The results are extremely encouraging. The improvement in security is impressive--especially the reduction in escapes from prison establishments. There were 11 last year, compared with 30 in 1999-2000 and 232 as recently as 1992-93. The downward trend in drug misuse has continued and performance is well ahead of the Public Service Agreement (PSA) target. The level of drug abuse has fallen by 49 per cent. since 1996-97. The Service met the overall target for the number of prisoners completing accredited offending behaviour programmes and increased the overall number of completions by 30 per cent. on the previous year and by more than 93 per cent. on the number achieved in 1998-99. The purposeful activity target would have been met but for a sharp rise in the prisoner population since December, and I believe, could have been met despite the increase in population had governors not responded to encouragement to concentrate investment in education and offending behaviour courses which provide high quality activity but for small numbers of prisoners.
The Director General of the Prison Service has introduced new arrangements for dealing with the high levels of staff sickness in the Service and although the basic skills targets were not met, it is very encouraging to note that prisoners achieved more than 50,000 separate certificates last year, 12,500 of them at basic skills level 2.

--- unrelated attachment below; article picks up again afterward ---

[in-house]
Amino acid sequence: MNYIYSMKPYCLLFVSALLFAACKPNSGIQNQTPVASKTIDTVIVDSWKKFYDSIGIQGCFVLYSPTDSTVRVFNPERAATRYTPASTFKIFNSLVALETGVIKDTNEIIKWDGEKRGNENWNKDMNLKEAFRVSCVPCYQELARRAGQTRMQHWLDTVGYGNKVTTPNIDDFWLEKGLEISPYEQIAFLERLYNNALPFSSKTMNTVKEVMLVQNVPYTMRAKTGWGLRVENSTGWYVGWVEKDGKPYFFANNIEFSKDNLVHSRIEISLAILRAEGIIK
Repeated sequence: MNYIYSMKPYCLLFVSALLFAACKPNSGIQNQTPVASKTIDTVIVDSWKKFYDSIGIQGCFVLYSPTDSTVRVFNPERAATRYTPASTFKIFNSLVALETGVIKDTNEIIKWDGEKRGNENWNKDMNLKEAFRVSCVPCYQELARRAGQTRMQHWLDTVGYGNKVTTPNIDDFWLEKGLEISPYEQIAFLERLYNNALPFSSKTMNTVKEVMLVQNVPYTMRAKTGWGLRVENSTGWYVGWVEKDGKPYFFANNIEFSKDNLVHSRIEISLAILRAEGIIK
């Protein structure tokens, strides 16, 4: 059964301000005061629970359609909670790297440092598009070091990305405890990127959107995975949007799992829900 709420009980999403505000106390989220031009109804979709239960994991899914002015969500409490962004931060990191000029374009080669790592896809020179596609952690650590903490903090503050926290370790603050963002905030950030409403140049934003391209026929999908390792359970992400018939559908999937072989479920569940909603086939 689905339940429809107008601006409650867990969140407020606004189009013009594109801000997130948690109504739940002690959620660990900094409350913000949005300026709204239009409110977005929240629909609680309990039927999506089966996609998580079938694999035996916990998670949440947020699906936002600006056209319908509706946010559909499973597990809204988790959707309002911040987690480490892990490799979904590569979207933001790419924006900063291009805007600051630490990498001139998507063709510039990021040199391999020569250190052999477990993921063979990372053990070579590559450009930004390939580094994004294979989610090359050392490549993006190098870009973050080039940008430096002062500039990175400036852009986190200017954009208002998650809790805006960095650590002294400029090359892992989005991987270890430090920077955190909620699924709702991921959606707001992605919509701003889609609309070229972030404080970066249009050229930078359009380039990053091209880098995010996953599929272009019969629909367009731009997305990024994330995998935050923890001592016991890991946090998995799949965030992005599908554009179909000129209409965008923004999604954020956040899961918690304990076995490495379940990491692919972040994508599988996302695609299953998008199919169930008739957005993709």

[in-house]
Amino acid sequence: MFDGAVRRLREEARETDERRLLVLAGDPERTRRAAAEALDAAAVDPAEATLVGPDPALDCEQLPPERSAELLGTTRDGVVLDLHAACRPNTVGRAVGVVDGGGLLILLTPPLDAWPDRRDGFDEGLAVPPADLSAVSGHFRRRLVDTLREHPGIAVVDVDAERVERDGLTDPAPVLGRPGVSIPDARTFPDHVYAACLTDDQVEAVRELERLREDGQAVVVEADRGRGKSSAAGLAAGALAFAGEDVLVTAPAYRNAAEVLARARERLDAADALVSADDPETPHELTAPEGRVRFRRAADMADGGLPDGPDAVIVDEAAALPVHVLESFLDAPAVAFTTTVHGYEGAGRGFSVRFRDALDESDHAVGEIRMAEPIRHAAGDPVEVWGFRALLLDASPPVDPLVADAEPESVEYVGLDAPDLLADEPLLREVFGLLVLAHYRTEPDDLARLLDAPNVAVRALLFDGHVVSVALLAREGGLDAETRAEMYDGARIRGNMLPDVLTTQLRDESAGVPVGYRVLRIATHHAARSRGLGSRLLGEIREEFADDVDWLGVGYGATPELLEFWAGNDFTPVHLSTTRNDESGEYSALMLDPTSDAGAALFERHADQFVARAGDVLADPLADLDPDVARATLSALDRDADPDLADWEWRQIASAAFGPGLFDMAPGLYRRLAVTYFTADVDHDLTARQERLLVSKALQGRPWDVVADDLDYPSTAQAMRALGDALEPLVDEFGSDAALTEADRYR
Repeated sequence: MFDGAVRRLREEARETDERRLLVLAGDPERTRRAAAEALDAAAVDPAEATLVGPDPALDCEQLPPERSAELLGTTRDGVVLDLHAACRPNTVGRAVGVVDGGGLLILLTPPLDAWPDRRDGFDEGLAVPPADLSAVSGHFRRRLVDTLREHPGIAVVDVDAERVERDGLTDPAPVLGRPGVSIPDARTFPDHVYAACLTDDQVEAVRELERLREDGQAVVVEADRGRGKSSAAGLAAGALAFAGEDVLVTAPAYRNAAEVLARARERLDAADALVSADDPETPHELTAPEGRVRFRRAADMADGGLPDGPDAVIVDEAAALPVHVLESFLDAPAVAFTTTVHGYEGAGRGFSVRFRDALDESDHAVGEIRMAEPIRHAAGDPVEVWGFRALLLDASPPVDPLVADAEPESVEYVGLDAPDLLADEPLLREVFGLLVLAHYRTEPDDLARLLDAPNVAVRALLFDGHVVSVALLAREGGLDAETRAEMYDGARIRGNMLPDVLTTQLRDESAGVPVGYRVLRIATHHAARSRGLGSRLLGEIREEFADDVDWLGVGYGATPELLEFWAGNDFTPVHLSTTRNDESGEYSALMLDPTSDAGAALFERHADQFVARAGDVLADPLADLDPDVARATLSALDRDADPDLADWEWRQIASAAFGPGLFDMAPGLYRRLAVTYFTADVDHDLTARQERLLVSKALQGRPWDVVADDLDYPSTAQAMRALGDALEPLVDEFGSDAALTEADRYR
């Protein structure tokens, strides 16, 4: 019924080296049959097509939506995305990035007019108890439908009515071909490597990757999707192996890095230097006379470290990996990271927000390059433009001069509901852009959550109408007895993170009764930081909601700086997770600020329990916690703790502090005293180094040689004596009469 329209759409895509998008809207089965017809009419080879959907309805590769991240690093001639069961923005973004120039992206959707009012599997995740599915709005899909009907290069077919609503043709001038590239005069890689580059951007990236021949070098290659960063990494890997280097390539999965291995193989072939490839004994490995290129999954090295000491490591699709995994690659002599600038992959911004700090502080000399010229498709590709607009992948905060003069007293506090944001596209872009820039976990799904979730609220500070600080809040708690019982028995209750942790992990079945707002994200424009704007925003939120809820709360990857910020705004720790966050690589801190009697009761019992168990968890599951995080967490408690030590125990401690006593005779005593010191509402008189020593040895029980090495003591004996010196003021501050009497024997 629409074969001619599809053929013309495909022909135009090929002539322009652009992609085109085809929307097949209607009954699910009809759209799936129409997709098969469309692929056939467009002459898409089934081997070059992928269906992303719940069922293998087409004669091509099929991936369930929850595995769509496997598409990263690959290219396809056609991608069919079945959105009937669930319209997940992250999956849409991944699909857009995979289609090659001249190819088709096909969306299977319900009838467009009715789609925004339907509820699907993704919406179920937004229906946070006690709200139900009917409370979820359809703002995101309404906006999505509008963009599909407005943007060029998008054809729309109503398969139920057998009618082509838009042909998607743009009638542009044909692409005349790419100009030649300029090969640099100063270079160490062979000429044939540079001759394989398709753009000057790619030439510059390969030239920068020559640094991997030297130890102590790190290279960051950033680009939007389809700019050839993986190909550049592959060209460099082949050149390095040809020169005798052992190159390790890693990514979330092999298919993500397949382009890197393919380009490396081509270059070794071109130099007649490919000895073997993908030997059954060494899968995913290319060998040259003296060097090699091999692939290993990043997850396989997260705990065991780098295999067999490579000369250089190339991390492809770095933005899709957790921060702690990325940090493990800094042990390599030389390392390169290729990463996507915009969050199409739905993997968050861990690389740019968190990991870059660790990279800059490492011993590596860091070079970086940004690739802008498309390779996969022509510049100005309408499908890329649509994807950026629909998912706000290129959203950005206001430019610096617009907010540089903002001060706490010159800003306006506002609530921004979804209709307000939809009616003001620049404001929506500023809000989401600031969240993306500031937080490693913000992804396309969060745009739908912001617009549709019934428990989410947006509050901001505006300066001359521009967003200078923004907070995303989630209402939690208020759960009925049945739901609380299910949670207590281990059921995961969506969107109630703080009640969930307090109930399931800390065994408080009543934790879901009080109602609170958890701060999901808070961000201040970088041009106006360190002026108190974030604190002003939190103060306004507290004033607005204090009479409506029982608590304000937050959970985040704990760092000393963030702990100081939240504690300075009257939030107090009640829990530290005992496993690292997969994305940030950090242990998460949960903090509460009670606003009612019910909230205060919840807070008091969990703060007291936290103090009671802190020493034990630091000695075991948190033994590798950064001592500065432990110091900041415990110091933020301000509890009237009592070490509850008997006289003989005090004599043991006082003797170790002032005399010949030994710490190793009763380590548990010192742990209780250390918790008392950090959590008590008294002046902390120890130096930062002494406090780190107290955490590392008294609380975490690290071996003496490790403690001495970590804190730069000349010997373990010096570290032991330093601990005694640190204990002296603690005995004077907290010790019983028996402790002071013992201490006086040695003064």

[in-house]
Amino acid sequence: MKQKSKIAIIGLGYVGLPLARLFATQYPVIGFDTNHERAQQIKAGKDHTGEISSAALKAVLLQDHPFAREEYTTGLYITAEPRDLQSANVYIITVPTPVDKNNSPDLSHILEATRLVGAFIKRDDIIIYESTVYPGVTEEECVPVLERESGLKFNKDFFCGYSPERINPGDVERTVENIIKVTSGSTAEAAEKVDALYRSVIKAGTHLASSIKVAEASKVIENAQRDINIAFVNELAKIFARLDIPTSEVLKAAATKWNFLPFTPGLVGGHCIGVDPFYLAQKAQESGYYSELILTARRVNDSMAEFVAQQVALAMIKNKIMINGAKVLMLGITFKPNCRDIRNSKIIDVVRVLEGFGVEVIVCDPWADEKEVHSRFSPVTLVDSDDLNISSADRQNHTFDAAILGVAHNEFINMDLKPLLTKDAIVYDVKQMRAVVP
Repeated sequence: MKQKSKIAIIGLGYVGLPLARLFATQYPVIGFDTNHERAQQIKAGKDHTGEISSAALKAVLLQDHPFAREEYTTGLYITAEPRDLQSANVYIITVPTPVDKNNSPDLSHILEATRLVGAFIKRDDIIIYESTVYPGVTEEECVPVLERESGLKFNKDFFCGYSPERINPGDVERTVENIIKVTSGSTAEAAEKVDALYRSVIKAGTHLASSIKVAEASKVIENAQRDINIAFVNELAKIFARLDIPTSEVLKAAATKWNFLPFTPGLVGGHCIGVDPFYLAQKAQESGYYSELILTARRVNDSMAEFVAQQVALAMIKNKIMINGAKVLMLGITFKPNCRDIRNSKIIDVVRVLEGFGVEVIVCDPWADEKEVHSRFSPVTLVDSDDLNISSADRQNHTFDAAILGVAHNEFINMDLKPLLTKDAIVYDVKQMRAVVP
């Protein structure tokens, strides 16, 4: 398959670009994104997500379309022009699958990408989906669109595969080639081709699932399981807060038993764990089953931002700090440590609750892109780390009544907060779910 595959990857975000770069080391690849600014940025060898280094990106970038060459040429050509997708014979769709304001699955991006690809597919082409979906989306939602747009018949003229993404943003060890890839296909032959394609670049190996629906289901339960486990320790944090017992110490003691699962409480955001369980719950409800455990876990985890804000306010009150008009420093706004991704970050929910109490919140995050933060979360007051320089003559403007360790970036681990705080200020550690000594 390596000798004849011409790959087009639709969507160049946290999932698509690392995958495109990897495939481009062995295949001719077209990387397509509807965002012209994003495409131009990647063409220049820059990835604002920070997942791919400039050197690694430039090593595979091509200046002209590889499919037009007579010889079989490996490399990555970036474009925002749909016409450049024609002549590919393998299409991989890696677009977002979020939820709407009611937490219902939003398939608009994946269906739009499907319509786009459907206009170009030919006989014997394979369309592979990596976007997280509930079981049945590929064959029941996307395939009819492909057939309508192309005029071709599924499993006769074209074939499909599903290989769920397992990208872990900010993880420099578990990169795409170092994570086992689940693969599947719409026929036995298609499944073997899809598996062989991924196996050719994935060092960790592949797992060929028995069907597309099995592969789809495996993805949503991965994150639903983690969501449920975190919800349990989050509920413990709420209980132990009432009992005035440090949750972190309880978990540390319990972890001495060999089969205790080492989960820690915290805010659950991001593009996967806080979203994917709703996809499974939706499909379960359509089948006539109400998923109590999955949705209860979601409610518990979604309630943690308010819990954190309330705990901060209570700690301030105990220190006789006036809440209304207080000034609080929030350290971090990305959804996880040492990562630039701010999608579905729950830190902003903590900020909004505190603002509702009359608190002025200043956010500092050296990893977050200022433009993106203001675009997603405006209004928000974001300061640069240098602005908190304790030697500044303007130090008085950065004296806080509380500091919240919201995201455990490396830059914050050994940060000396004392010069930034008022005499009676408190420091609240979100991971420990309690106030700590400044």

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|Category A prisoner escapes||0||0|
|Total escapes, as a percentage of the average prison population||0.05 per cent.||0.03 per cent.|
|Contractor escapes, as a ratio per 20,000 prisoners handled||1:20,000||1:21,649|
|Proven adjudications of assault, as a percentage of the average prisoner population||9 per cent.||9.9 per cent.|
|Rate of positive random drug tests||16||12.4|
|Number of voluntary drug testing compacts||28,000||77,861|
|Percentage of the population held two to a cell designed for one (doubling)||18 per cent.||17.2 per cent.|
|Average weekly purposeful hours per prisoner||24 hours||23.8 hours|
|The proportion of prisoners discharged with basic skills in literacy below level 2||52.8 per cent.||76.6 per cent.|
|The proportion of prisoners discharged with basic skills in numeracy below level 2||61.9 per cent.||67.6 per cent.|
|Accredited offending behaviour programme completions||5,000||6,041|
|Accredited sex offender treatment programme completions||1,020||848|
|Cost per uncrowded prison place||£27,031||£27,022|
|Cost per prisoner||£26,118||£27,566|
|Average staff sickness days||11.25 days||13.6 days|
|Public correspondence replied within 20 days||95 per cent.||95 per cent.|
|Average telephone response time (Headquarters only)||12 seconds||12 seconds|
|Percentage abandoned telephone calls (Headquarters only)||5 per cent.||7.2 per cent.|
10 May 2001 : Column: 325W
10 May 2001 : Column: 325W